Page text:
Fungal Populations and Species

Paperback | December 15, 2002

byJohn Burnett

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Recognizing and discriminating between fungal populations and the genetical processes that accompany them, including speciation is now a rapidly developing field that is heavily dependent upon the use of molecular markers. There was no basic text on this subject, John Burnett has provided suchan account. The text describes the methodologies employed and, for the benefit of those without a background in mycology, a brief introduction to basic fungal biology. Recent findings relating to processes in fungal populations - mutation, migration, recombination, heterokaryosis, hybridization,polyploidy, and the operation of selective forces are combined with traditional fungal biology. Finally the taxonomic problems raised by fungal species are discussed, together with the processes of speciation.

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Recognizing and discriminating between fungal populations and the genetical processes that accompany them, including speciation is now a rapidly developing field that is heavily dependent upon the use of molecular markers. There was no basic text on this subject, John Burnett has provided suchan account. The text describes the methodol...

Former President of the British Mycological Society
Format:PaperbackDimensions:362 pages, 9.69 × 7.44 × 0.75 inPublished:December 15, 2002Publisher:Oxford University PressLanguage:English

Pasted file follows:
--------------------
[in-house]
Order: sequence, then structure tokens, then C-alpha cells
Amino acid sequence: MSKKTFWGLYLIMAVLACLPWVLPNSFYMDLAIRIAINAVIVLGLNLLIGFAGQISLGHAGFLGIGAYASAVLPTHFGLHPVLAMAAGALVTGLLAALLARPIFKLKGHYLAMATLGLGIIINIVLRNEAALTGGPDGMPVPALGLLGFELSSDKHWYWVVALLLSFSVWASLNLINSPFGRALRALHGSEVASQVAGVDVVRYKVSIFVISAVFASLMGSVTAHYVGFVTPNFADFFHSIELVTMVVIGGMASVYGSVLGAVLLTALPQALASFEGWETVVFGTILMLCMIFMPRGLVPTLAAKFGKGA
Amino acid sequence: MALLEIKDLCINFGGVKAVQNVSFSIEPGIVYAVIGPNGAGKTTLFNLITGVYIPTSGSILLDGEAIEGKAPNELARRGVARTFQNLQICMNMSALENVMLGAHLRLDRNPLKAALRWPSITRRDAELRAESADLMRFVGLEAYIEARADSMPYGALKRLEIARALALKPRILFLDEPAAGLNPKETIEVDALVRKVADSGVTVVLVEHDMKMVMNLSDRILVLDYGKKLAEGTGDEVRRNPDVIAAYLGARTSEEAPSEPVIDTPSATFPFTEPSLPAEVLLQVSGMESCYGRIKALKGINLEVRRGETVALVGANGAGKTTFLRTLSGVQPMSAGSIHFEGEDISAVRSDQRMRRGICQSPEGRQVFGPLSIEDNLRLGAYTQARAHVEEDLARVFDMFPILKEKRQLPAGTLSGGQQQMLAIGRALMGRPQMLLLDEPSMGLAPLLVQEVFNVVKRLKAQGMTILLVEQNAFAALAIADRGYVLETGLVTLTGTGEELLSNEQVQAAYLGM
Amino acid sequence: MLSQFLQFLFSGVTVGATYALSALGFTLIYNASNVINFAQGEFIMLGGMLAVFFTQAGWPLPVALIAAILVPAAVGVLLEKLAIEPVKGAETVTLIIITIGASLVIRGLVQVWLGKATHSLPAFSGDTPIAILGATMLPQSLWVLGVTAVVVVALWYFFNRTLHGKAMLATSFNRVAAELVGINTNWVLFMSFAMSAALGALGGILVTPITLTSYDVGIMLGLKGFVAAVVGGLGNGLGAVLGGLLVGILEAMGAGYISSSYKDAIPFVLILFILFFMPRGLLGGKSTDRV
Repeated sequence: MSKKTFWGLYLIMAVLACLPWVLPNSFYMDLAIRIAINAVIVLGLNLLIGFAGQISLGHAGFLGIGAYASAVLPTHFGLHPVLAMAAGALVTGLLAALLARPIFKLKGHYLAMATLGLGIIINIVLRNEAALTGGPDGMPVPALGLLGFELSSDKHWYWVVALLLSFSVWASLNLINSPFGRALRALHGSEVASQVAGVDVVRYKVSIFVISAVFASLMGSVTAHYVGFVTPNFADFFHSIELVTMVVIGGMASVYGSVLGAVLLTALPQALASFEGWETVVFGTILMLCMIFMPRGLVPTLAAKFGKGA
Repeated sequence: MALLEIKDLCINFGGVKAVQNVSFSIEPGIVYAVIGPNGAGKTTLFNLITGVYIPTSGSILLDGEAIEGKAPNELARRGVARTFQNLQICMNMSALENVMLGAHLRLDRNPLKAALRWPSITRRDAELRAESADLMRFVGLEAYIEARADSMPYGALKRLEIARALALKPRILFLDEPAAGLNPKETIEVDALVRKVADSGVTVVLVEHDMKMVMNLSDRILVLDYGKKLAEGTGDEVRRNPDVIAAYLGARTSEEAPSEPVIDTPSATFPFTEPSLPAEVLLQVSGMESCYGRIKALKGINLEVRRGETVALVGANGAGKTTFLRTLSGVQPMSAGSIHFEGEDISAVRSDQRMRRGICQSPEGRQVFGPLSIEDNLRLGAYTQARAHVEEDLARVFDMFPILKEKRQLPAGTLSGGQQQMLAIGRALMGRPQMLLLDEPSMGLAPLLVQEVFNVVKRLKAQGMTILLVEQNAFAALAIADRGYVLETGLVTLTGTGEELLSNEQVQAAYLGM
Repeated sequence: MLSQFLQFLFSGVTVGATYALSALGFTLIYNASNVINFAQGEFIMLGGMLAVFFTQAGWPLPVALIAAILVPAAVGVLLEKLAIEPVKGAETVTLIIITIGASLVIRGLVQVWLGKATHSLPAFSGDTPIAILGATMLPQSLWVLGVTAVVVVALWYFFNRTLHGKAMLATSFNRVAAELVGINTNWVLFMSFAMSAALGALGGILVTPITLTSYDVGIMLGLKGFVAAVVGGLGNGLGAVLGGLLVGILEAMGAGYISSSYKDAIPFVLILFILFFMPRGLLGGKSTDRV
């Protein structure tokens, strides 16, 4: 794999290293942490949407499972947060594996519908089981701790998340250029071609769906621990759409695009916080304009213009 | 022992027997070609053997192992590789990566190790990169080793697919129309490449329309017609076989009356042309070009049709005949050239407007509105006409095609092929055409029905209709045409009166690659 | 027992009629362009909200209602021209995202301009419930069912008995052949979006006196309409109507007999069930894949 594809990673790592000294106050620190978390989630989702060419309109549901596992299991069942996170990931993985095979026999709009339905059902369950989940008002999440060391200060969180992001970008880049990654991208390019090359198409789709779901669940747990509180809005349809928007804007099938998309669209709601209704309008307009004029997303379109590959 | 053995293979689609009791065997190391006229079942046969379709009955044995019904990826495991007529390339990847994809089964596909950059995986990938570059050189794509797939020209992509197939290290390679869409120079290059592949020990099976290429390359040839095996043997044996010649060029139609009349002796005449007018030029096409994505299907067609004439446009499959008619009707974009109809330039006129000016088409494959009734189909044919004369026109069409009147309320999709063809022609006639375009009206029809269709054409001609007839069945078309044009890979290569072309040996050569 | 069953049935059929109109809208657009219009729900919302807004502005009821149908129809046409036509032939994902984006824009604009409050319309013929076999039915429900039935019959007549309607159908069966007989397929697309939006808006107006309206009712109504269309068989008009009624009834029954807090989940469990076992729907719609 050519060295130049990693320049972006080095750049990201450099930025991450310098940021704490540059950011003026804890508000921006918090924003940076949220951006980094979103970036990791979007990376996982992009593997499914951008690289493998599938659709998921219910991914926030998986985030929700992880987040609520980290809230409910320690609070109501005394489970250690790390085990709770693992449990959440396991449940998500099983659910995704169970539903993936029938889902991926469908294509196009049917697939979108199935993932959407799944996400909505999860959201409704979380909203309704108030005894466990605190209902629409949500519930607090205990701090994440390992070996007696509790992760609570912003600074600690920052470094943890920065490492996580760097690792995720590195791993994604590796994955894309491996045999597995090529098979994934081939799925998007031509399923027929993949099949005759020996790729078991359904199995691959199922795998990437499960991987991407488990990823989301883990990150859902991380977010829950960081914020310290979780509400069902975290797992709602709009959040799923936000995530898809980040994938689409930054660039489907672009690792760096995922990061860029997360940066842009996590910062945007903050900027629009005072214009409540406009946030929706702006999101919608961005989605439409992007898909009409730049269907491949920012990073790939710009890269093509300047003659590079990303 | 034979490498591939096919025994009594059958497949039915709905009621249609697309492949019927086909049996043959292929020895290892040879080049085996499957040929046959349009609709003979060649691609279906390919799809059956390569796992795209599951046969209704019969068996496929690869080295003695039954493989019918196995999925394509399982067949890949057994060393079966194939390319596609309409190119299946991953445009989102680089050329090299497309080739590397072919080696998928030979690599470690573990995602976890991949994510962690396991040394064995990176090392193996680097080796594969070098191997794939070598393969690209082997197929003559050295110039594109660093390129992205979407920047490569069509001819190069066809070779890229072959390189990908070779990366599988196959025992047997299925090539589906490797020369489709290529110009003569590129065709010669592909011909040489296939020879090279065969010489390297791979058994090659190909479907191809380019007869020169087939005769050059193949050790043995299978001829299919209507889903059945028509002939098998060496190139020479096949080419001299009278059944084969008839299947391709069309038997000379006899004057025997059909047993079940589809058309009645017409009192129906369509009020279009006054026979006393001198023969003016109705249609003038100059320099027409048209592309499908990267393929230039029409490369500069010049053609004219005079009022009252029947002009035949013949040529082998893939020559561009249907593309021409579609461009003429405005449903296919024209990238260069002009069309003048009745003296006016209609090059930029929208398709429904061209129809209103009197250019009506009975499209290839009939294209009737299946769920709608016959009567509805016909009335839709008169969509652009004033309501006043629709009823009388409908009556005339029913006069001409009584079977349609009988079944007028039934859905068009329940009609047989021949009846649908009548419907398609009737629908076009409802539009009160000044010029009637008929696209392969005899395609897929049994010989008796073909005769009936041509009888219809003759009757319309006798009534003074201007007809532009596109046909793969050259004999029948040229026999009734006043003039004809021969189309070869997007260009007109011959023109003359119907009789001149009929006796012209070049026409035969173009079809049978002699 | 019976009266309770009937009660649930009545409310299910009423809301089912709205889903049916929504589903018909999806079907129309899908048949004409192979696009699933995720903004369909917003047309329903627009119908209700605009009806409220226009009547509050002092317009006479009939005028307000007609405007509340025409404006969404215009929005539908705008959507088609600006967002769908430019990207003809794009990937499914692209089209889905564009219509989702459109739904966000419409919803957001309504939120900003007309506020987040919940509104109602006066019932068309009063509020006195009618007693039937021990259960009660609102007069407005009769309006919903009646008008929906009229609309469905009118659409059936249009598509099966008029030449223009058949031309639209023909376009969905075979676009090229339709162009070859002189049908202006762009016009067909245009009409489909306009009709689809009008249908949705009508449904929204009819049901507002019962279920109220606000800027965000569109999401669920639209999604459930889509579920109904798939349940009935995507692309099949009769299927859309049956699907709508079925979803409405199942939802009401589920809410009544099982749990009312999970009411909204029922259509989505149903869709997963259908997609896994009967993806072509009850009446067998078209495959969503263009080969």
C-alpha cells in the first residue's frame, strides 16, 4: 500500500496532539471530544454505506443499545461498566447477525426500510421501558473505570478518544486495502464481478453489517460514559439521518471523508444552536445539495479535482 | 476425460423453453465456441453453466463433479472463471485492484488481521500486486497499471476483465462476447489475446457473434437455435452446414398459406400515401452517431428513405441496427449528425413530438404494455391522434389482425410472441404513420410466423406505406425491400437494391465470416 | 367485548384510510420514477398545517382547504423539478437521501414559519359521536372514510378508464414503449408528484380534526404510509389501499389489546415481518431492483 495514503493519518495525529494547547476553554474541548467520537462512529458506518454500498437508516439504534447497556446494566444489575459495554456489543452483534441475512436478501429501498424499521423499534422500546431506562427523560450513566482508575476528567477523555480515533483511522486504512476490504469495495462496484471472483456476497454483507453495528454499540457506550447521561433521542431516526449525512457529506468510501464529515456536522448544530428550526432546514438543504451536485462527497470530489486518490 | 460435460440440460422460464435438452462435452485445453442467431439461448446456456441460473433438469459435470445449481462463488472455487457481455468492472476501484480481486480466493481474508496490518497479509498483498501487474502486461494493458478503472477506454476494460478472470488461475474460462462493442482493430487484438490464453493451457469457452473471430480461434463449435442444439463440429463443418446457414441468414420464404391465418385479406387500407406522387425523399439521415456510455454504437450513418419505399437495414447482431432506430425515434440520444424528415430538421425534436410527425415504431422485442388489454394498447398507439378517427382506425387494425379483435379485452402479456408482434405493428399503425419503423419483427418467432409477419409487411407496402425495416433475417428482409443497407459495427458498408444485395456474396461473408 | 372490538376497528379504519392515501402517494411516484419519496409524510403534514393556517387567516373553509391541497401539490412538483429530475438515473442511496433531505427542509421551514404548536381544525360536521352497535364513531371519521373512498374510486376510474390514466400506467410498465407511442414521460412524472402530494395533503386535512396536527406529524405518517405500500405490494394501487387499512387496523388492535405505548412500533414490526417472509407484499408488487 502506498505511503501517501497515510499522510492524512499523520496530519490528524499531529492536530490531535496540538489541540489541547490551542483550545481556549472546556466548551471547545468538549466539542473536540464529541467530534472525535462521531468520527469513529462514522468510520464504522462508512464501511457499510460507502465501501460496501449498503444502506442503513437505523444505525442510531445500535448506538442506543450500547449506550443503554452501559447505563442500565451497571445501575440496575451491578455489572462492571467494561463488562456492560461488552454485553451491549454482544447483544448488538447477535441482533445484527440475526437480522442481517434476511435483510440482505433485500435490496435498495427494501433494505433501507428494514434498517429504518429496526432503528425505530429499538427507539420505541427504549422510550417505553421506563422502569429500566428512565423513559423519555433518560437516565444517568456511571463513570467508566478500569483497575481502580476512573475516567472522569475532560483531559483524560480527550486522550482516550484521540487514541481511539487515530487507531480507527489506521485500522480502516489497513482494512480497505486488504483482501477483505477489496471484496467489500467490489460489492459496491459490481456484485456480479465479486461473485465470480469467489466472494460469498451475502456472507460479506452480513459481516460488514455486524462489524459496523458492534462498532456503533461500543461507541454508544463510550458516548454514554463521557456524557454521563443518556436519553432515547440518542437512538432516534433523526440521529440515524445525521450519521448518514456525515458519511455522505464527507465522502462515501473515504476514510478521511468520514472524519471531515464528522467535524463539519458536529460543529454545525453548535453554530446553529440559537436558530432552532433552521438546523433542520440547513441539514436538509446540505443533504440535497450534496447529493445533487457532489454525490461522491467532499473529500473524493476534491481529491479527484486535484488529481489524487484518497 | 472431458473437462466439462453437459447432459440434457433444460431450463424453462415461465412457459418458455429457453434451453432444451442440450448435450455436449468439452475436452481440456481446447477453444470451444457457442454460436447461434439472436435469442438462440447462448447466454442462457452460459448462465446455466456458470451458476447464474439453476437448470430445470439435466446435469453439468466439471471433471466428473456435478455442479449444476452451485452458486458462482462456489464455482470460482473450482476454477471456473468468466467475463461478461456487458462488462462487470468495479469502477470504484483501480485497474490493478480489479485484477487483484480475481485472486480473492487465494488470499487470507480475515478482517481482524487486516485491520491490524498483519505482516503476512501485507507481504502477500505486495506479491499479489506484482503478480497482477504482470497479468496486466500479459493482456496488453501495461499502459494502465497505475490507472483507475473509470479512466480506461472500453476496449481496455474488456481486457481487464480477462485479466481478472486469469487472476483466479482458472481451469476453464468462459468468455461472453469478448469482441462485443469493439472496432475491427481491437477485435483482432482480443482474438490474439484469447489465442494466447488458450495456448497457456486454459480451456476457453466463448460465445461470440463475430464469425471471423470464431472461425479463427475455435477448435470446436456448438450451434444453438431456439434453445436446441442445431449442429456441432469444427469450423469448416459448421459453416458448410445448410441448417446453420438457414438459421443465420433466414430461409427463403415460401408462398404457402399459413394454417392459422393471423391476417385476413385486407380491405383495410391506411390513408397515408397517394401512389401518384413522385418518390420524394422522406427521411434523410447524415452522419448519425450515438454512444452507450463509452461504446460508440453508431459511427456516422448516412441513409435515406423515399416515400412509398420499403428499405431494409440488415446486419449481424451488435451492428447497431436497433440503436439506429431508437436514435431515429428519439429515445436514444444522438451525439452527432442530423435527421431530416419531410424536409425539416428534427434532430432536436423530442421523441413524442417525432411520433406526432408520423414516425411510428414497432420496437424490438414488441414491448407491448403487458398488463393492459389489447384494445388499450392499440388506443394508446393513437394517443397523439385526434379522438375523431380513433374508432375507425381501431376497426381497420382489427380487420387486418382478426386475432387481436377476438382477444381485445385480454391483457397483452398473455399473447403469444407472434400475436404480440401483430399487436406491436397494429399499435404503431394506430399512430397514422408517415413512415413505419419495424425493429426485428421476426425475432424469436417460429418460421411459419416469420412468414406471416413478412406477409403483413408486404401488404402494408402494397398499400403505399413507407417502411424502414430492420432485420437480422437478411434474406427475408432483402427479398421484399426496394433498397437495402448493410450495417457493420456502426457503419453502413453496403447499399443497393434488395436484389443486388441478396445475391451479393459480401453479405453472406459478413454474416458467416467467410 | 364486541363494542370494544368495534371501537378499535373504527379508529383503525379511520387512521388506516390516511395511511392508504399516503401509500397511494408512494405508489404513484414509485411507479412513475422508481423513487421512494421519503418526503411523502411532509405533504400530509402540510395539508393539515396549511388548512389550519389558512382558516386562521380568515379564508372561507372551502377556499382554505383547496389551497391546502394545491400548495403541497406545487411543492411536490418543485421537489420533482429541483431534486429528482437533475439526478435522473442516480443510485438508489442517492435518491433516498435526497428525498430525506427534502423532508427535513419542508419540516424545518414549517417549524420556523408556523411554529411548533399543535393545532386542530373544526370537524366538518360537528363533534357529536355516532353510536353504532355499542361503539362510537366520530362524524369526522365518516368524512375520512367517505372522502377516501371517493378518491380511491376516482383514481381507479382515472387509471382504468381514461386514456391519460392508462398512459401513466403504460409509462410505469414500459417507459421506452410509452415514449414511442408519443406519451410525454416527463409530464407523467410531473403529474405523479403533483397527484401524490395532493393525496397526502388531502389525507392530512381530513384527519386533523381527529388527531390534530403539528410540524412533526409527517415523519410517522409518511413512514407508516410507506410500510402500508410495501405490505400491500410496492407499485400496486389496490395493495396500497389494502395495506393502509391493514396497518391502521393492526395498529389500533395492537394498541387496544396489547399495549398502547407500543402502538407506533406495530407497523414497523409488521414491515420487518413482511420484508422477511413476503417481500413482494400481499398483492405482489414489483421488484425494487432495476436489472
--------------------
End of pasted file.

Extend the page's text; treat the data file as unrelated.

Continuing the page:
The following ISBNs are associated with this title:

ISBN - 10:0198515537

ISBN - 13:9780198515531

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Table of Contents

Basic Mycology1. Elements of classification, structure, sexuality, biology and genetics of FungiMethodology2. Genetic markers for population studies I. Morphological, physiological and cytological markers3. Genetic markers for population studies II. Molecular markers4. Defining fungal individuals: ecological, biological and genetical aspects; sampling5. Describing and analysing populations: basic genetic and phylogenetic aspectsProcesses in populations6. The generation of variation I. Mutation and migration7. The generation of variation II. The importance and diversity of inbreeding and outbreeding7-Annexe. Distinguishing between clones and recombinant populations8. The generation of variation III. Heterokaryosis, parasexuality, hybridization and polyploidy9. Change in gene frequency in fungal populations I. General considerations: selection for oligogenically determined traits10. Change in gene frequency in fungal populations II. Natural selection for multigenically determined traits: competition and fitness10-Annexe. More complex approaches to estimating fitness in fungiSpecies and Speciation11. Fungal species 12. Speciation in fungi